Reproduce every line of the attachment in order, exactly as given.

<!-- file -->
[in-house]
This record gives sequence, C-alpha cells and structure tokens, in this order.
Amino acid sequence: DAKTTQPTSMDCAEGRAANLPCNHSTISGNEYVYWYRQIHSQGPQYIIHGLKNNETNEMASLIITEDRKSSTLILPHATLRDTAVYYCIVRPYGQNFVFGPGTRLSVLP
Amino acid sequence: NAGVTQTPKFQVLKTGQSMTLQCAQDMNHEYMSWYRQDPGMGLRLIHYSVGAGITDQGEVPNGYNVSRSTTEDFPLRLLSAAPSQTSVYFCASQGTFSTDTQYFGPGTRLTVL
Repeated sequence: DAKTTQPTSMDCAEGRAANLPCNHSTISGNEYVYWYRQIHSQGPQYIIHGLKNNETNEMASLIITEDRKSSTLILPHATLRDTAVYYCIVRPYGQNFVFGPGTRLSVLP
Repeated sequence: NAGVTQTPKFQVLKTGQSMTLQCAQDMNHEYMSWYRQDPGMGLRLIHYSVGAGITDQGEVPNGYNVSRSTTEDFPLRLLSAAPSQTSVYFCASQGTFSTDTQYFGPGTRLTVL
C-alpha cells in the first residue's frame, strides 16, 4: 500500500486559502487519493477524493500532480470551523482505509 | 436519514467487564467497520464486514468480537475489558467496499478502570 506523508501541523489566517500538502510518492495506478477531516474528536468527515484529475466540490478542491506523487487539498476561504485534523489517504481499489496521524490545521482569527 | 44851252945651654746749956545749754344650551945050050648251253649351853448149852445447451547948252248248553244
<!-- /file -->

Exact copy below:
[in-house]
This record gives sequence, C-alpha cells and structure tokens, in this order.
Amino acid sequence: DAKTTQPTSMDCAEGRAANLPCNHSTISGNEYVYWYRQIHSQGPQYIIHGLKNNETNEMASLIITEDRKSSTLILPHATLRDTAVYYCIVRPYGQNFVFGPGTRLSVLP
Amino acid sequence: NAGVTQTPKFQVLKTGQSMTLQCAQDMNHEYMSWYRQDPGMGLRLIHYSVGAGITDQGEVPNGYNVSRSTTEDFPLRLLSAAPSQTSVYFCASQGTFSTDTQYFGPGTRLTVL
Repeated sequence: DAKTTQPTSMDCAEGRAANLPCNHSTISGNEYVYWYRQIHSQGPQYIIHGLKNNETNEMASLIITEDRKSSTLILPHATLRDTAVYYCIVRPYGQNFVFGPGTRLSVLP
Repeated sequence: NAGVTQTPKFQVLKTGQSMTLQCAQDMNHEYMSWYRQDPGMGLRLIHYSVGAGITDQGEVPNGYNVSRSTTEDFPLRLLSAAPSQTSVYFCASQGTFSTDTQYFGPGTRLTVL
C-alpha cells in the first residue's frame, strides 16, 4: 500500500486559502487519493477524493500532480470551523482505509 | 436519514467487564467497520464486514468480537475489558467496499478502570 506523508501541523489566517500538502510518492495506478477531516474528536468527515484529475466540490478542491506523487487539498476561504485534523489517504481499489496521524490545521482569527 | 44851252945651654746749956545749754344650551945050050648251253649351853448149852445447451547948252248248553244